This exchange of wealth for acceptance is a practice that spans the country, creating a culture of elitism within America’s colleges and universities. Students report hearing about unfair admissions practices throughout their time in high school, with some of their peers openly bragging about their parents’ donations.
With costs skyrocketing among new expectations of a resort-like college experience, universities look to find creative ways to increase revenue. Some of this additional money comes from rising tuition, increasing the size of the freshman class, holding fundraising campaigns and soliciting generous donations.
During the 2017-2018 academic and fiscal year, UM listed $312.7 million in contributions, pledges and trusts. In 2017, USC reported contributions totaling a whopping $610 million, reminding students that universities are businesses as well as educators.
And while the universities are mainly concerned with their bottom line, parents are focused on the prestige that comes with their child’s acceptance into a prominent university.
Catie Cunning, 30, a college admissions counselor at Palmer Trinity School in Palmetto Bay, Florida, said that although she has never seen any solid evidence of cheating firsthand, she has heard parents allude to their connections with upper level administrators of prestigious universities.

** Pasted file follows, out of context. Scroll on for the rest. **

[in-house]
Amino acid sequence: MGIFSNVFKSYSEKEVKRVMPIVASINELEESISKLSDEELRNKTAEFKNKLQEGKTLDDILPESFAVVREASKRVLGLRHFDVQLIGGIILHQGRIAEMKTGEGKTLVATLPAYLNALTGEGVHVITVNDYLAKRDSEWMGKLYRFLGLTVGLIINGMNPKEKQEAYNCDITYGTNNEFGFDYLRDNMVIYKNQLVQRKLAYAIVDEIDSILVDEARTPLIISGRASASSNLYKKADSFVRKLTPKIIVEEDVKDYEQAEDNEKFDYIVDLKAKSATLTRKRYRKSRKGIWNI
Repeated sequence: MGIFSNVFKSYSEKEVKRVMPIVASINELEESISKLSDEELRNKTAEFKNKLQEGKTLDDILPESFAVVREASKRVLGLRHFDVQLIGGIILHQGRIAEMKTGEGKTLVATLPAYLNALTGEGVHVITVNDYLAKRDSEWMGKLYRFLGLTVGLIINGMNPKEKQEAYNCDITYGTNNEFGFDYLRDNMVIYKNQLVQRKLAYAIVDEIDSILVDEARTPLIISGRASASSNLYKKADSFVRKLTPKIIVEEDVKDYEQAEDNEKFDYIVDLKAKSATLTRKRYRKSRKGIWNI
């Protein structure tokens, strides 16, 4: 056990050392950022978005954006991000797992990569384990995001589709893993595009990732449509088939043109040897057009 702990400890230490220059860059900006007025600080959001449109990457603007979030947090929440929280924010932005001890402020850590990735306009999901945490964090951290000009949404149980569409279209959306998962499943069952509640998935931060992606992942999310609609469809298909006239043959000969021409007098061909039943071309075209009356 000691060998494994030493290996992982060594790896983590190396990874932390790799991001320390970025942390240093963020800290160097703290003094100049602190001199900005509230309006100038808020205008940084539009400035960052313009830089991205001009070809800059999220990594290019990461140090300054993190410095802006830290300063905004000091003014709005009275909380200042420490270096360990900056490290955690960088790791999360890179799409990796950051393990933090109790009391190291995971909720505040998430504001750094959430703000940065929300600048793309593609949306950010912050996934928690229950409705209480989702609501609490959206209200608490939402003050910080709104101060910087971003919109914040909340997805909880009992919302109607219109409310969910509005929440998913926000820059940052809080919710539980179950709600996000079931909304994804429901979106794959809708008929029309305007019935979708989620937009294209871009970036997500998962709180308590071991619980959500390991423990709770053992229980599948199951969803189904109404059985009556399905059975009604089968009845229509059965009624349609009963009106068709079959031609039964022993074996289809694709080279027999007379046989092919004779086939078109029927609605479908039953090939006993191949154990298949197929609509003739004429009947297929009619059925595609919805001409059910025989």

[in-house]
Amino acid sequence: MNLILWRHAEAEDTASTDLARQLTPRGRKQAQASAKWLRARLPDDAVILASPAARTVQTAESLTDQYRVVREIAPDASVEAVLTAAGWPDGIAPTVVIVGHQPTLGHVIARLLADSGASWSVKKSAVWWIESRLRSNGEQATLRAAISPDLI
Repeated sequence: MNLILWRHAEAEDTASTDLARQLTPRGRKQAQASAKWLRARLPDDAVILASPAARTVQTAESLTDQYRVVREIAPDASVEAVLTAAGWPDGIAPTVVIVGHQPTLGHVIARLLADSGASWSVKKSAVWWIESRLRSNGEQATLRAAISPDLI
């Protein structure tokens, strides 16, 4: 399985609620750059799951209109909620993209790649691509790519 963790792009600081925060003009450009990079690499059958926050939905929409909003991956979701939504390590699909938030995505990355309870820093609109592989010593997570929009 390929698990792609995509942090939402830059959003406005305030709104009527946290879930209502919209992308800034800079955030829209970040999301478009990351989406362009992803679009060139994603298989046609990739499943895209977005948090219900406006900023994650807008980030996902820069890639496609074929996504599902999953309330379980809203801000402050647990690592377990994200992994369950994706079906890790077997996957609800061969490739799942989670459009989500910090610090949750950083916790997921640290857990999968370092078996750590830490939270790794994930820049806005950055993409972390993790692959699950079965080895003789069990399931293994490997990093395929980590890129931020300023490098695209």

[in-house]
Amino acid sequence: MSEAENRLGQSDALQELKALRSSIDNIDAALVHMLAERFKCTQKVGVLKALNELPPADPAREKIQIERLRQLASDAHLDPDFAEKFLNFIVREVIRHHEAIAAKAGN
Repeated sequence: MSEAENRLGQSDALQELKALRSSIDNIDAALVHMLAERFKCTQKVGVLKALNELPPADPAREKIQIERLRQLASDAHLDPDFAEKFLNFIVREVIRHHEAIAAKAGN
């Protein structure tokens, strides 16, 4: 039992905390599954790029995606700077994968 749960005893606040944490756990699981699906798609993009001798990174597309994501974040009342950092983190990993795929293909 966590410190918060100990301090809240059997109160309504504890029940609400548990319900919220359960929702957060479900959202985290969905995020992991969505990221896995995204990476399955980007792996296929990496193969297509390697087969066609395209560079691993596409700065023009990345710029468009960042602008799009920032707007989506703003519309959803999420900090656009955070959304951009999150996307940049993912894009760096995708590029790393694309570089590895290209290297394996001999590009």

“There absolutely are parents who are willing to pay the way for their child’s future,” she said.
The UM administration declined to respond to questions about how it responds to parent who offer donations in exchange for admission.
Many UM students say they’ve met these kinds of parents. A sense of stifling competition chokes the air in many high school hallways, especially in the elite private schools that attract wealthy families.
Nicole Habina, a junior political science major, said she knew of a father who asked a prominent southern school “if they wanted a new library or just a few hundred grand.” Dealings like these were commonplace at her high school, she said, since parents were willing to spend big bucks if it meant their kids got into prestigious colleges.
Freshman nursing major Jillian Meyer recounted a similar experience, but this one involved millions of dollars, not thousands. She said one of her classmates got into a different southern university, despite being a terrible student.
“She couldn’t break 1100 on the SAT, so everyone at my school looked up her last name knowing she had money and found her family’s charity had been donating upwards of $15 million,” said Meyer.
Claims such as these are causing students to question the fairness of the college admissions process, which remains largely shrouded in mystery. Members of the admissions department staff act as the gatekeepers of UM from behind closed doors, keeping their exact methods an enigma to the outside world.